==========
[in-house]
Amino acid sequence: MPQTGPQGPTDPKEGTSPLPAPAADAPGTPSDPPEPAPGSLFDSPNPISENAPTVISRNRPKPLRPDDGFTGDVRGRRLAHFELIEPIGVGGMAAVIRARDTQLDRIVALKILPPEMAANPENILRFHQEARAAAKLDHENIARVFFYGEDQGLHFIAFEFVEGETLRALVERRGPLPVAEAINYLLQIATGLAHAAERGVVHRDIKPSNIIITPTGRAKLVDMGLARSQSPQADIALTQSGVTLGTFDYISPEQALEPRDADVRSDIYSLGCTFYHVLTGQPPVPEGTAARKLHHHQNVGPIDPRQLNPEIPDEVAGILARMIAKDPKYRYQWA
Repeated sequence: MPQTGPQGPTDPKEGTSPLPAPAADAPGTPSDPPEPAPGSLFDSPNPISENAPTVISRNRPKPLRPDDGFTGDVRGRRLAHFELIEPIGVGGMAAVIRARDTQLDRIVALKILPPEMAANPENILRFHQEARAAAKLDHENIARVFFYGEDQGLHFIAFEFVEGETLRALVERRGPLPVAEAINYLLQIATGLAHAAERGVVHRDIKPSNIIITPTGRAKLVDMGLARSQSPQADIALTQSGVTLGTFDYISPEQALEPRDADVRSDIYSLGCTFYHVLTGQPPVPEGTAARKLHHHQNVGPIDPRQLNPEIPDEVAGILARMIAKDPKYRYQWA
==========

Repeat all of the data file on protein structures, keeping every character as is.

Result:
[in-house]
Amino acid sequence: MPQTGPQGPTDPKEGTSPLPAPAADAPGTPSDPPEPAPGSLFDSPNPISENAPTVISRNRPKPLRPDDGFTGDVRGRRLAHFELIEPIGVGGMAAVIRARDTQLDRIVALKILPPEMAANPENILRFHQEARAAAKLDHENIARVFFYGEDQGLHFIAFEFVEGETLRALVERRGPLPVAEAINYLLQIATGLAHAAERGVVHRDIKPSNIIITPTGRAKLVDMGLARSQSPQADIALTQSGVTLGTFDYISPEQALEPRDADVRSDIYSLGCTFYHVLTGQPPVPEGTAARKLHHHQNVGPIDPRQLNPEIPDEVAGILARMIAKDPKYRYQWA
Repeated sequence: MPQTGPQGPTDPKEGTSPLPAPAADAPGTPSDPPEPAPGSLFDSPNPISENAPTVISRNRPKPLRPDDGFTGDVRGRRLAHFELIEPIGVGGMAAVIRARDTQLDRIVALKILPPEMAANPENILRFHQEARAAAKLDHENIARVFFYGEDQGLHFIAFEFVEGETLRALVERRGPLPVAEAINYLLQIATGLAHAAERGVVHRDIKPSNIIITPTGRAKLVDMGLARSQSPQADIALTQSGVTLGTFDYISPEQALEPRDADVRSDIYSLGCTFYHVLTGQPPVPEGTAARKLHHHQNVGPIDPRQLNPEIPDEVAGILARMIAKDPKYRYQWA